The cost of an opportunity forgone (and the loss of the benefits that could be received from that opportunity); the most valuable forgone alternative.
Disadvantages of the Payback Method
The payback period is considered a method of analysis with serious limitations and qualifications for its use, because it does not account for the time value of money, risk, financing, or other important considerations, such as the opportunity cost. While the time value of money can be rectified by applying a weighted average cost of capital discount, it is generally agreed that this tool for investment decisions should not be used in isolation. Alternative measures of “return” preferred by economists are net present value and internal rate of return. An implicit assumption in the use of payback period is that returns to the investment continue after the payback period. Payback period does not specify any required comparison to other investments or even to not making an investment.
Zhuhai sea front development
Payback is the amount of time it takes to return an initial investment; however, it does not account for the time value of money, risk, financing, or other important considerations, such as the opportunity cost.
Payback ignores the time value of money. For example, two projects are viewed as equally attractive if they have the same payback regardless of when the payback occurs. If both project require an initial investment of $300,000, but Project 1 has a payback of one year and Project two of three years, the projects are viewed equally, although Project 1 is more valuable because additional interest could be earned on the funds in year two and three.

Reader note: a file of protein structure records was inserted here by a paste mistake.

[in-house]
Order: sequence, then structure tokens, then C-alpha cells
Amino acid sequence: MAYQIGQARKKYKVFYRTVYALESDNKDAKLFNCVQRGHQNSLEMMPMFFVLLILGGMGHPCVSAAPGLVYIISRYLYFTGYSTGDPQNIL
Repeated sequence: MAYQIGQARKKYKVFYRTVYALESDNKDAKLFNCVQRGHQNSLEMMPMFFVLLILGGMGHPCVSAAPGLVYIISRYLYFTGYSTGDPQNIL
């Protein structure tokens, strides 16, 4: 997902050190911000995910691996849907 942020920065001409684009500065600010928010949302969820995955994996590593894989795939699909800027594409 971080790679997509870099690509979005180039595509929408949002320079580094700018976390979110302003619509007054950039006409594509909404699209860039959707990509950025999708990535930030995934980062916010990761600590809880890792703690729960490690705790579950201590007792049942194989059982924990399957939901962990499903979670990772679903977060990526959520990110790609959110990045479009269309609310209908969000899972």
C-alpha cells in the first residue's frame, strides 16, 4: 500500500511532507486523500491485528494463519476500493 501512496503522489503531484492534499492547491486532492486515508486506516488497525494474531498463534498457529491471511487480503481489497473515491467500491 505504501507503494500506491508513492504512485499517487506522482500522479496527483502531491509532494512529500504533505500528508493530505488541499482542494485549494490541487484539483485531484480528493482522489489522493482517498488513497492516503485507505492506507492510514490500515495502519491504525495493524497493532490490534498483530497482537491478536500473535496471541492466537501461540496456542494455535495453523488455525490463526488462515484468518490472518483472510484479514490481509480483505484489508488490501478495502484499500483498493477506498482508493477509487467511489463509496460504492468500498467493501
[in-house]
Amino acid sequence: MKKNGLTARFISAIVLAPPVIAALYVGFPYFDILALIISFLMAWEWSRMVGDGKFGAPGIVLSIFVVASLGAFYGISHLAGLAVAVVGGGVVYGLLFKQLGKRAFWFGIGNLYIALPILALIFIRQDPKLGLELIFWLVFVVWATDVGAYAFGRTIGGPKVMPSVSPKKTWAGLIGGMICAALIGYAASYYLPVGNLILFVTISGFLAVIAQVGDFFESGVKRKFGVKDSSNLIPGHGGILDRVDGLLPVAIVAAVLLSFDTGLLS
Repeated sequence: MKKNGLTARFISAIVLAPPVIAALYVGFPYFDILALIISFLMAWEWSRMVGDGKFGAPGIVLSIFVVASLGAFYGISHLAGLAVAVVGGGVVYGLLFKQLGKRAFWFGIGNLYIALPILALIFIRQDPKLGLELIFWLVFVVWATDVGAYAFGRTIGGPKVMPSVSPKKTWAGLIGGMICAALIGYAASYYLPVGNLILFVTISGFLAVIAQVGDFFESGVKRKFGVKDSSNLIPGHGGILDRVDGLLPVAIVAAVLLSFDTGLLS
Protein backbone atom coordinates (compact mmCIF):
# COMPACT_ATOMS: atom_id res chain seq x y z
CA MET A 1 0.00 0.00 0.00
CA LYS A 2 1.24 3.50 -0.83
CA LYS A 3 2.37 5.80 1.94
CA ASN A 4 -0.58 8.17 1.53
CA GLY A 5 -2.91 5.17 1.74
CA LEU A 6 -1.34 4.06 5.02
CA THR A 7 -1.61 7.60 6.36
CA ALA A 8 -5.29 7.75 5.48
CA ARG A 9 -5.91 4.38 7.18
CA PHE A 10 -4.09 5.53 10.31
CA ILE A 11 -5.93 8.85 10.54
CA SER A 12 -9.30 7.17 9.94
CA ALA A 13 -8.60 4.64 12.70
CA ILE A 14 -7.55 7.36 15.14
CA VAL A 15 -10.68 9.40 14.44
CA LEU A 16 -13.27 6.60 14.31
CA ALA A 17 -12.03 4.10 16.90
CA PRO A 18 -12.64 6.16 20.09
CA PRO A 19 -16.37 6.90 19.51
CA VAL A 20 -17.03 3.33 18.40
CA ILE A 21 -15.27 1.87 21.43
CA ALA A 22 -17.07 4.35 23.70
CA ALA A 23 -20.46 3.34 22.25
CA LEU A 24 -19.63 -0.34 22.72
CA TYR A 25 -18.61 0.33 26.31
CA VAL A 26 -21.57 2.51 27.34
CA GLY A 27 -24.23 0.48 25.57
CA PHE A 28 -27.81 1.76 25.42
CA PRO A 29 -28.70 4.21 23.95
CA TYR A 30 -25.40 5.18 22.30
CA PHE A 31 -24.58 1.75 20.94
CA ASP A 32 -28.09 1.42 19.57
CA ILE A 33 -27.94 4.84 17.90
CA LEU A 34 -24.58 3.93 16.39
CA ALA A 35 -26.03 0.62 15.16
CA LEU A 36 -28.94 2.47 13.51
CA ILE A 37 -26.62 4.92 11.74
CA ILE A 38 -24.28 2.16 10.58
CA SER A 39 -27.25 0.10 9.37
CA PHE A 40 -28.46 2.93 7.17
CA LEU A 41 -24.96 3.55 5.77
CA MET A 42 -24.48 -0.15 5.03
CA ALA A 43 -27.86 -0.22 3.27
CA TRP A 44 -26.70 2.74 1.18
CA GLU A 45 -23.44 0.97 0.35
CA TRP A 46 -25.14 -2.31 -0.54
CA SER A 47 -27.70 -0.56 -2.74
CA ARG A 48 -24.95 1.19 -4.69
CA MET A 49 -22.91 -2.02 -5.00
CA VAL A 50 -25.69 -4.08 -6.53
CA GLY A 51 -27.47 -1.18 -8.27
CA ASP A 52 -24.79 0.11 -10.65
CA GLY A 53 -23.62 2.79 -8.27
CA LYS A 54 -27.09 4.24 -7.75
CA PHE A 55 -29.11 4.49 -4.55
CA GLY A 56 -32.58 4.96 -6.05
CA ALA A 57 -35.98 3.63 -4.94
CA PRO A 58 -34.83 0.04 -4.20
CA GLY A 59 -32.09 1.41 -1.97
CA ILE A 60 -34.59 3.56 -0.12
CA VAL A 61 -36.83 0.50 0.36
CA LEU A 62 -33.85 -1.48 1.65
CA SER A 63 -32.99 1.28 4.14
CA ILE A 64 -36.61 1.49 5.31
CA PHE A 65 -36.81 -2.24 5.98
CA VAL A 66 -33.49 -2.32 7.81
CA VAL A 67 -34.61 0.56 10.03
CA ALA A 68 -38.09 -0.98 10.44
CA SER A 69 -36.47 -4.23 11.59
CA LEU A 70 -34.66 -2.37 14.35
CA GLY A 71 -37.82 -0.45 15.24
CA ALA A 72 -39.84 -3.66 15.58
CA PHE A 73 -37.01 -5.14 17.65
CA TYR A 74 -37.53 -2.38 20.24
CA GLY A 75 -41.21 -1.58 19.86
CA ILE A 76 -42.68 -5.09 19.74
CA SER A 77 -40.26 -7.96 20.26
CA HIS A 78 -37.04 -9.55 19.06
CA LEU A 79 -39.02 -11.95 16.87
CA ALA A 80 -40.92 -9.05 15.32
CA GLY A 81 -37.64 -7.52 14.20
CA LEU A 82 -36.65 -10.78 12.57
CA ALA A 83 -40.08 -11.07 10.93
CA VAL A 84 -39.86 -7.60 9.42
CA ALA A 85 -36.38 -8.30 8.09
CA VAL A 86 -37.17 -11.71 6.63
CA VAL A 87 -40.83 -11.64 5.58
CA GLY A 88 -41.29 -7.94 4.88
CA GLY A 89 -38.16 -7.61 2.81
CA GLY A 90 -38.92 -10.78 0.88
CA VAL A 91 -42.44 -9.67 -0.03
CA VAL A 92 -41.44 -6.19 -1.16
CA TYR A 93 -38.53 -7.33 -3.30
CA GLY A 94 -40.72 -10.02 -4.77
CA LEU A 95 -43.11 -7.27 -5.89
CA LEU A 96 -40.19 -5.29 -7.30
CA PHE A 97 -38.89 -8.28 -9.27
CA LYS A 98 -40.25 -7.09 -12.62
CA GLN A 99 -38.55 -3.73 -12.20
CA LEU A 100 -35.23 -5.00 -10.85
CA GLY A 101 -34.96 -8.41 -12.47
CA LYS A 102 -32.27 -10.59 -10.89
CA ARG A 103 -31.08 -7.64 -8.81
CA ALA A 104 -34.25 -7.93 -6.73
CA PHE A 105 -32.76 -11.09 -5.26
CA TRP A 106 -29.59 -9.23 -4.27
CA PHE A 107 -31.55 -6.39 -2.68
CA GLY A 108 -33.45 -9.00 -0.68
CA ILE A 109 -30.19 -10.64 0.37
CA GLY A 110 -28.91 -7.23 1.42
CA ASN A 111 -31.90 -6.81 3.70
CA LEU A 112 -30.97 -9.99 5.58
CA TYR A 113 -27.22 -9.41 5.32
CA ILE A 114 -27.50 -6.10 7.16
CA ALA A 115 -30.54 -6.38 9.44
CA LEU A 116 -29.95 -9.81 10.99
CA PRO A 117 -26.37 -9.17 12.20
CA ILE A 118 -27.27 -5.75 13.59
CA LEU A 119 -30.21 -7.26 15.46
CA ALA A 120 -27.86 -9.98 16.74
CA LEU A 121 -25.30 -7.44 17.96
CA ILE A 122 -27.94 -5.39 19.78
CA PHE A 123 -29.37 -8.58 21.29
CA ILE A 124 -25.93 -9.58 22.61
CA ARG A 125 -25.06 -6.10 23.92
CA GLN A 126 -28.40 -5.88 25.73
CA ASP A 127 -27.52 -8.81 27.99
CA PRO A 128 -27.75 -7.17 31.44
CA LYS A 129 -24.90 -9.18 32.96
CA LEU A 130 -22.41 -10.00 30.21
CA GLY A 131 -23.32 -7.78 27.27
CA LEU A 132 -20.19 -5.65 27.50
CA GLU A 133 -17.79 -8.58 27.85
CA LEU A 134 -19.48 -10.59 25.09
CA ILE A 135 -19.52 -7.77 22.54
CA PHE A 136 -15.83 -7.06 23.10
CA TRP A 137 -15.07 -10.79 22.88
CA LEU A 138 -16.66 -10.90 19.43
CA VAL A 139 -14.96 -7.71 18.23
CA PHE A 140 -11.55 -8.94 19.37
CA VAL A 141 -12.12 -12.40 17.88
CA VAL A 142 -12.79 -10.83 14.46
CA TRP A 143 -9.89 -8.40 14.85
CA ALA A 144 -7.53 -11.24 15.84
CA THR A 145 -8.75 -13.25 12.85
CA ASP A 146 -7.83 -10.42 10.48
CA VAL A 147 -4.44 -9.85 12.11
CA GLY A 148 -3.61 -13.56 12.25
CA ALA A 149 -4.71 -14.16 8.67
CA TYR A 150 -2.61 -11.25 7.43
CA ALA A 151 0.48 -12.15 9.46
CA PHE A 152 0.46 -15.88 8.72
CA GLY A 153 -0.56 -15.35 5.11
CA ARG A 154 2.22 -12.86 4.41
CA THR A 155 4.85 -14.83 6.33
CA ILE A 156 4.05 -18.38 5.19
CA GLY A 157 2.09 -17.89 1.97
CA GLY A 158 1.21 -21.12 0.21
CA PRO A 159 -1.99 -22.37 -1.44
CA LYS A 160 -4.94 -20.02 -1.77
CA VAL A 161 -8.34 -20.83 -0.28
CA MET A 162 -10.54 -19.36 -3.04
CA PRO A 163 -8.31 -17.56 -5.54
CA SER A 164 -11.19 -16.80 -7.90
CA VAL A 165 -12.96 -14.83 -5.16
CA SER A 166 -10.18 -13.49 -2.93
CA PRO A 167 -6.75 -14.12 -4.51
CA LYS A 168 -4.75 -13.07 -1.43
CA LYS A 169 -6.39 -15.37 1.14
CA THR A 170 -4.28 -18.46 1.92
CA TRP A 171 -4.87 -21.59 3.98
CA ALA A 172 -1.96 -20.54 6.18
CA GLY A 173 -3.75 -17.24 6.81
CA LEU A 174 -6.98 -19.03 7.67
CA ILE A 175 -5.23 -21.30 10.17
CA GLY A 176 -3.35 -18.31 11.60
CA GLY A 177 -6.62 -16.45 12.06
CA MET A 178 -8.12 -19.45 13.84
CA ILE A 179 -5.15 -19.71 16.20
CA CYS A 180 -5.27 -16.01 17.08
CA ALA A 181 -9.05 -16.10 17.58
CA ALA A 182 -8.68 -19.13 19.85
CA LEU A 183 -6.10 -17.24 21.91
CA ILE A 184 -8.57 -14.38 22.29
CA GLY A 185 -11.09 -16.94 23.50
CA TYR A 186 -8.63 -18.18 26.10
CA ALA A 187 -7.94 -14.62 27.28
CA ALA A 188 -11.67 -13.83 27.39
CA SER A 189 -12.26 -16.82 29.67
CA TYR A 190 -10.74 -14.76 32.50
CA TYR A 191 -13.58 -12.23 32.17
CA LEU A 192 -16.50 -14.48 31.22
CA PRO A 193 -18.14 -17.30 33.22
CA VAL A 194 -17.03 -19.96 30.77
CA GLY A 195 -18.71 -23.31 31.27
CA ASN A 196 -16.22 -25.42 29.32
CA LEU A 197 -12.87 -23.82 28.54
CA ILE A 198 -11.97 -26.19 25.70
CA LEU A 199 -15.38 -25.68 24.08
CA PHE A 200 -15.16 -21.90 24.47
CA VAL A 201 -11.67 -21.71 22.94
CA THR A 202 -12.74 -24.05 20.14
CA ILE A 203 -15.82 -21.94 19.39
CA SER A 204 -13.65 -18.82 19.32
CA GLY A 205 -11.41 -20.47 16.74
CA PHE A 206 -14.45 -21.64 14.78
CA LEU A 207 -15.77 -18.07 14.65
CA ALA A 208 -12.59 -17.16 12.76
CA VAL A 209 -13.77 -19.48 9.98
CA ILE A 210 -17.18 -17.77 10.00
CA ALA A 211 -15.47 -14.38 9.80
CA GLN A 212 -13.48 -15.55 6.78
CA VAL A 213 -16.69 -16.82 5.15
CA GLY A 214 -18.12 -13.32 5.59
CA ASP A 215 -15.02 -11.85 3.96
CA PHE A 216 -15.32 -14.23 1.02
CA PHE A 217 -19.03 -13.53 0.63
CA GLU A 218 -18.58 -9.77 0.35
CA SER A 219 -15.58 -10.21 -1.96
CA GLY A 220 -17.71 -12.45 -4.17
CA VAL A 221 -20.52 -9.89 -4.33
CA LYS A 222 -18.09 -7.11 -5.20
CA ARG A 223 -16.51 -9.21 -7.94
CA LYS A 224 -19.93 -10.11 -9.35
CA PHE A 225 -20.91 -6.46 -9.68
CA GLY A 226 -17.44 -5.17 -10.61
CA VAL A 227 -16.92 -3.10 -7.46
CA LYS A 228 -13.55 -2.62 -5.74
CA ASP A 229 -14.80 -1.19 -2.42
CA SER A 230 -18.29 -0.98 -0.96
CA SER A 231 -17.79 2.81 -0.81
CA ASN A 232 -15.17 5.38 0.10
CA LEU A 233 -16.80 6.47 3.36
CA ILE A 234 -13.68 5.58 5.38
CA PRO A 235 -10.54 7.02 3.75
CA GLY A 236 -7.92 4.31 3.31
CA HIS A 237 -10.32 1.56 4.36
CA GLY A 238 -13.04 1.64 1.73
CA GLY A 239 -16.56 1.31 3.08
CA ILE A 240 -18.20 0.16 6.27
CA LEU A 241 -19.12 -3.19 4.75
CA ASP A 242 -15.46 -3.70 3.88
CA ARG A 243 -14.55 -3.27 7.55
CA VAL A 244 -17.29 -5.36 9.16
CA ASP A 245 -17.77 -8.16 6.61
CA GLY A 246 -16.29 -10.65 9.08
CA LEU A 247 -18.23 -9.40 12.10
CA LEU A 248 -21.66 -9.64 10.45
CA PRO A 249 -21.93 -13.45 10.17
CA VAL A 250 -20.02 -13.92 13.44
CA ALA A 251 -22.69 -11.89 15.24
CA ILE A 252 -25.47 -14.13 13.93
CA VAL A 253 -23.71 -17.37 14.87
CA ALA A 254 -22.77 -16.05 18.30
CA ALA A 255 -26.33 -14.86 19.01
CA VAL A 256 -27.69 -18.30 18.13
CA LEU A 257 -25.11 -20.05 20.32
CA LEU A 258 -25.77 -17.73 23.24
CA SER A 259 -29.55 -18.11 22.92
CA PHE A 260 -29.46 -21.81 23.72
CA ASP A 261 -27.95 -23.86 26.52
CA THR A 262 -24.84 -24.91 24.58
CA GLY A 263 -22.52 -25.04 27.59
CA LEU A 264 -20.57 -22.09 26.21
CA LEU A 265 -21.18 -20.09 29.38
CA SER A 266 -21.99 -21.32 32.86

Payback also ignores the cash flows beyond the payback period, thereby ignoring the profitability of the project. Thus, one project may be more valuable than another based on future cash flows, but the payback method does not capture this.
Additional complexity arises when the cash flow changes sign several times (i.e., it contains outflows in the midst or at the end of the project lifetime). The modified payback period algorithm may be applied then. First, the sum of all of the cash outflows is calculated. Then the cumulative positive cash flows are determined for each period. The modified payback period is calculated as the moment in which the cumulative positive cash flow exceeds the total cash outflow.